Review by Olivia Broadway, Queen City Freedom Fellowship
Economics in One Lesson is a libertarian classic. Though the title may lead you to believe it to be a dry book of economic theory, the book is anything but that. Hazlitt begins the book by presenting the reader with "the lesson" in chapter 1, and he spends the rest of the book explaining how the lesson applies to real situations. He does this in layman’s terms, using examples most of us can relate to, without jargon or complicated graphs, so it is easy to read and understand.
What is this lesson? The art of economics consists in looking not merely at the immediate but at the longer effects of any act or policy; it consists in tracing the consequences of that policy not merely for one group but for all groups. Hazlitt encourages us to think longer term and more broadly about the downstream impact of our decisions. For example, who really benefits from tariffs? Sure, the protected company or industry benefit in the short term, but what about everyone else? Hazlitt points out that tariffs hurt our exporters, and they make "the industries in which we are comparatively inefficient larger, and the industries in which we are comparatively efficient smaller…In the long run, [a tariff] always reduces real wages, because it reduces efficiency, production and wealth." The chapter on inflation also stood out as a timely reminder of the disastrous effects of an increase in the supply of money.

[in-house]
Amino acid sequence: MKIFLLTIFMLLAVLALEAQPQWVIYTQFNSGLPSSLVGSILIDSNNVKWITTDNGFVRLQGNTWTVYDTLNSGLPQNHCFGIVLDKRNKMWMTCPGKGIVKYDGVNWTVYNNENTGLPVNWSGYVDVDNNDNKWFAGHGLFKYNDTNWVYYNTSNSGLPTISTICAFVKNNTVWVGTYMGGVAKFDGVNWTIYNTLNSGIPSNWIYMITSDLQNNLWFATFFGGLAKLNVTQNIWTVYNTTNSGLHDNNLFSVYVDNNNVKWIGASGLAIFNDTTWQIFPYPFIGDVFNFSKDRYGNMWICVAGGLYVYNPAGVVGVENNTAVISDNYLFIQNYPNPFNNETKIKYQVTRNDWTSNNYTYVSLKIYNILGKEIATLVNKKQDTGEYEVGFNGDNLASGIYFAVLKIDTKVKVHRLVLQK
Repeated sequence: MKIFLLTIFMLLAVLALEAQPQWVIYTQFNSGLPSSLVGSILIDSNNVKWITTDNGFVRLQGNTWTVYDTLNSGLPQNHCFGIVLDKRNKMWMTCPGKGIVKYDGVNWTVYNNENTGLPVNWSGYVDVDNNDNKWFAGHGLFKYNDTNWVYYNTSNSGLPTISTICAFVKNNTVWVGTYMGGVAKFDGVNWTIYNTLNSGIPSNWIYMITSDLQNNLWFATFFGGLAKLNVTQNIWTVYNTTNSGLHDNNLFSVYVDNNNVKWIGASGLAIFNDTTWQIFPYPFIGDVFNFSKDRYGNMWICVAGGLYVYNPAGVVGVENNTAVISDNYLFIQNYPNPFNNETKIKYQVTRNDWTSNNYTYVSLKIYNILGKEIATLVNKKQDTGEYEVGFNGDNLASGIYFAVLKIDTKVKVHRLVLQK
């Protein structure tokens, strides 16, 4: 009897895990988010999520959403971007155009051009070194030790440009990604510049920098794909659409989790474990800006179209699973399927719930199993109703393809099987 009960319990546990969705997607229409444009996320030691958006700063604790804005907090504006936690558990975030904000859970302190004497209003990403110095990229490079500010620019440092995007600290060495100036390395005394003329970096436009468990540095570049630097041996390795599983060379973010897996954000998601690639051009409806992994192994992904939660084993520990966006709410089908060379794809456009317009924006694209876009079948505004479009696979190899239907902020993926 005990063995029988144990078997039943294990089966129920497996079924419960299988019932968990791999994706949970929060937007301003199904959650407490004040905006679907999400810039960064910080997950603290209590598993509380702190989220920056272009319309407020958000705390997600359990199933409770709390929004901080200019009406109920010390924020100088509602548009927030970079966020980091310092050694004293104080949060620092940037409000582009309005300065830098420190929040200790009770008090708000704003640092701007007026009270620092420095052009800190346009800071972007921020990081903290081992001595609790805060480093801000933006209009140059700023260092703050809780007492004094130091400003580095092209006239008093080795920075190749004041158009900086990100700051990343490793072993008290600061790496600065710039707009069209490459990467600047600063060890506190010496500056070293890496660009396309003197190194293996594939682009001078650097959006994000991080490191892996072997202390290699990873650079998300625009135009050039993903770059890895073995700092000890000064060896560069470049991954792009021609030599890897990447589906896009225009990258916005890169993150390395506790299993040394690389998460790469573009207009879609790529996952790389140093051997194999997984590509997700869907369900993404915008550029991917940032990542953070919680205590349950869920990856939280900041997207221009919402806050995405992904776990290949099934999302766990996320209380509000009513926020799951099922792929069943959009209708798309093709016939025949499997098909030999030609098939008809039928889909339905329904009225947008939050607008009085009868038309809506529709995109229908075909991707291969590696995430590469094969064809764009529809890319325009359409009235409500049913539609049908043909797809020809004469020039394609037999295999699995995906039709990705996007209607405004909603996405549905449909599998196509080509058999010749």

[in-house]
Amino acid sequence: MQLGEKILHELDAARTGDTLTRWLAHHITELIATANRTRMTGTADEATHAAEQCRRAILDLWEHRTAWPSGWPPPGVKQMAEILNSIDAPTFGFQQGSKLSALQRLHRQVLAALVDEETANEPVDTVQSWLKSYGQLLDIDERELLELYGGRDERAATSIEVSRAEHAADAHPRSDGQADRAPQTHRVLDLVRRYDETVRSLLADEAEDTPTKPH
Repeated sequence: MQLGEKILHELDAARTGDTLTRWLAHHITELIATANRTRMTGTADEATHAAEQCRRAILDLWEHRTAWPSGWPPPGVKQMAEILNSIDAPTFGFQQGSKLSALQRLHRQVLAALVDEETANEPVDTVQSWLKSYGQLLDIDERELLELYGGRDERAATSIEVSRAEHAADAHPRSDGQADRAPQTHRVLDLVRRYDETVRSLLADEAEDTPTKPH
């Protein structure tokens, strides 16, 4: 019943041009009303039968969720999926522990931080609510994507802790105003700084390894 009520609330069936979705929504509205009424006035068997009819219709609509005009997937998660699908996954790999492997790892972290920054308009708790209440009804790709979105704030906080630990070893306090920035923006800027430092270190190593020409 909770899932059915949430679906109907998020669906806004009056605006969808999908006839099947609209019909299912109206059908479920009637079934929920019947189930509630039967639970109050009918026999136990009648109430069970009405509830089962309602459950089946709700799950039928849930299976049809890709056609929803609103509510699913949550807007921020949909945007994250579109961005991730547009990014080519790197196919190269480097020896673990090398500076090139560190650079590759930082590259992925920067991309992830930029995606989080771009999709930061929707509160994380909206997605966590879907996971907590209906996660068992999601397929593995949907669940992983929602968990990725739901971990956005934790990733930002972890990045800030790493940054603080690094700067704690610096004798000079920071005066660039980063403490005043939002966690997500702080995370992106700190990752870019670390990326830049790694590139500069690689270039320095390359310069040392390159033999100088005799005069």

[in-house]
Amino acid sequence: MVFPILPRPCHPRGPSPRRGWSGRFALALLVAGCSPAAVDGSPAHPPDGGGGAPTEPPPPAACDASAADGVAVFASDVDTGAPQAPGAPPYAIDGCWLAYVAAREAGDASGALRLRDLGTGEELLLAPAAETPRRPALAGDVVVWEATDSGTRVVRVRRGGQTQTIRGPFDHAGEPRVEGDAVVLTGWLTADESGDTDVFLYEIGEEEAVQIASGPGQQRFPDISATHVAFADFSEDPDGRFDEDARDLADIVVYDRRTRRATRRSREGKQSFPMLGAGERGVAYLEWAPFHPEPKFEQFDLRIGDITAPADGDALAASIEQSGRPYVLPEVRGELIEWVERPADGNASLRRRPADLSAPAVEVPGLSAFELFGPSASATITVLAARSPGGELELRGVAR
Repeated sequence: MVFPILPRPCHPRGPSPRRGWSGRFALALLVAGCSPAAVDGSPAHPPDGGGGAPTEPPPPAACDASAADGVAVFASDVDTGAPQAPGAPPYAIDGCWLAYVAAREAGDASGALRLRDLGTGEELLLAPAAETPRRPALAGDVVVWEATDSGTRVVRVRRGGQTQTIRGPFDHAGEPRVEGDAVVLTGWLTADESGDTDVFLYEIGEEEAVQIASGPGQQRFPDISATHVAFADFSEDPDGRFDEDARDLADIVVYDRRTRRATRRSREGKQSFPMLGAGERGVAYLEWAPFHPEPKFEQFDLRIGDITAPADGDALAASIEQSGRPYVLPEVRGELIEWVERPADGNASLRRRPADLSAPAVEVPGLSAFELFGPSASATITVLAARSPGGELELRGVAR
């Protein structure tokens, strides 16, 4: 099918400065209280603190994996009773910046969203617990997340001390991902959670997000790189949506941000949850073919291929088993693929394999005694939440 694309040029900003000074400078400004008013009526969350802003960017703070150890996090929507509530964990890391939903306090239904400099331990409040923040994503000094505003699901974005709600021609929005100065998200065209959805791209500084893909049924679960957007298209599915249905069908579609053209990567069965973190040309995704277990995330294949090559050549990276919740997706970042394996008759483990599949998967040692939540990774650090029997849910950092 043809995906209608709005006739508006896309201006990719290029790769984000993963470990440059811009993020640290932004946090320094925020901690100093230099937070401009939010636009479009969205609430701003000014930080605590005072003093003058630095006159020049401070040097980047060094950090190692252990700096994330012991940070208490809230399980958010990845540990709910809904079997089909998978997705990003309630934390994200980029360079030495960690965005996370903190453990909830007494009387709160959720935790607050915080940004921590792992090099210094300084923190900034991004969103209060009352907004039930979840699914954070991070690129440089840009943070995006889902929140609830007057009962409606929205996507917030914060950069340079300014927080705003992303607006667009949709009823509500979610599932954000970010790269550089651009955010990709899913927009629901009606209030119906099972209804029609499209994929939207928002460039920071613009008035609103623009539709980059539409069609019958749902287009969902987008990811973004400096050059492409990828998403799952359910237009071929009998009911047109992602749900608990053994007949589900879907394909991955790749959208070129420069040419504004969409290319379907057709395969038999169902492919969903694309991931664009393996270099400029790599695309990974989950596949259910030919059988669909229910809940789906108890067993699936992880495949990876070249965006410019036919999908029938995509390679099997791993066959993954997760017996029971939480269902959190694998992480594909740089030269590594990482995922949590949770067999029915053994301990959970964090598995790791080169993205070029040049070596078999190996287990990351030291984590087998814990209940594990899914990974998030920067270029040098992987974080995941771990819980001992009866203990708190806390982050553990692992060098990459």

Economics in One Lesson was originally penned in 1961 and updated in 1978. The effects of our economic policy decisions were predicted decades, if not centuries, ago. Indeed, there seems to be nothing new under the sun. I highly recommend this book to anyone trying to understand what is going on in our economy. This lesson is still as true today as it was in 1961.
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